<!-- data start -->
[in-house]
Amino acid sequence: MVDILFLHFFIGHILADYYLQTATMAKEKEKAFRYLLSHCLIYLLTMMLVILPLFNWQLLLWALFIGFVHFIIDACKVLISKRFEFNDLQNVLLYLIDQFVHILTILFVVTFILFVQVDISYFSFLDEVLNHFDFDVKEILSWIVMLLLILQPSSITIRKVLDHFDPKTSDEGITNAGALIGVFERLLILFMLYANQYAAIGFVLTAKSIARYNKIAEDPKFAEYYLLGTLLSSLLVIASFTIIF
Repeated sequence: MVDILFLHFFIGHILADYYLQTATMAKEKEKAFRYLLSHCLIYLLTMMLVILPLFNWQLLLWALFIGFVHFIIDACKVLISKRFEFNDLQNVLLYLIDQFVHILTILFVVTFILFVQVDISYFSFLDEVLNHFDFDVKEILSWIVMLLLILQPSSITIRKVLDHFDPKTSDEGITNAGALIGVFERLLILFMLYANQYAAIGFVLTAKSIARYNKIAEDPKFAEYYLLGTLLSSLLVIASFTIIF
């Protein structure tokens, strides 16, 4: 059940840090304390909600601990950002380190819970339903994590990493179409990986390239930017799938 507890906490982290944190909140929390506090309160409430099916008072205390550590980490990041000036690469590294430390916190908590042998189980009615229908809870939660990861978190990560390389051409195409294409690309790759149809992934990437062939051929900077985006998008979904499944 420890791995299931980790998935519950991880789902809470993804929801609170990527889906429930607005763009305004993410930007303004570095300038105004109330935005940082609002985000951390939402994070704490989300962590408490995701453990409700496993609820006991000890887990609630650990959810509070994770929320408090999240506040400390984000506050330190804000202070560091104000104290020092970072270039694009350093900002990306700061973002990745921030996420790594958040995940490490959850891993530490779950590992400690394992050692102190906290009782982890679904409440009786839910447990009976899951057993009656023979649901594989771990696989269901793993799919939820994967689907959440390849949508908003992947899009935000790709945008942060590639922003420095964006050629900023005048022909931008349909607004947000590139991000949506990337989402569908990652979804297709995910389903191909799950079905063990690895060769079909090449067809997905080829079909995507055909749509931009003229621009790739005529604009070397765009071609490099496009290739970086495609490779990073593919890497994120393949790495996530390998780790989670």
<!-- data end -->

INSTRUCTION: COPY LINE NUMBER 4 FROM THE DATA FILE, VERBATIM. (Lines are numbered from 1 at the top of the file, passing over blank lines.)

């Protein structure tokens, strides 16, 4: 059940840090304390909600601990950002380190819970339903994590990493179409990986390239930017799938 507890906490982290944190909140929390506090309160409430099916008072205390550590980490990041000036690469590294430390916190908590042998189980009615229908809870939660990861978190990560390389051409195409294409690309790759149809992934990437062939051929900077985006998008979904499944 420890791995299931980790998935519950991880789902809470993804929801609170990527889906429930607005763009305004993410930007303004570095300038105004109330935005940082609002985000951390939402994070704490989300962590408490995701453990409700496993609820006991000890887990609630650990959810509070994770929320408090999240506040400390984000506050330190804000202070560091104000104290020092970072270039694009350093900002990306700061973002990745921030996420790594958040995940490490959850891993530490779950590992400690394992050692102190906290009782982890679904409440009786839910447990009976899951057993009656023979649901594989771990696989269901793993799919939820994967689907959440390849949508908003992947899009935000790709945008942060590639922003420095964006050629900023005048022909931008349909607004947000590139991000949506990337989402569908990652979804297709995910389903191909799950079905063990690895060769079909090449067809997905080829079909995507055909749509931009003229621009790739005529604009070397765009071609490099496009290739970086495609490779990073593919890497994120393949790495996530390998780790989670």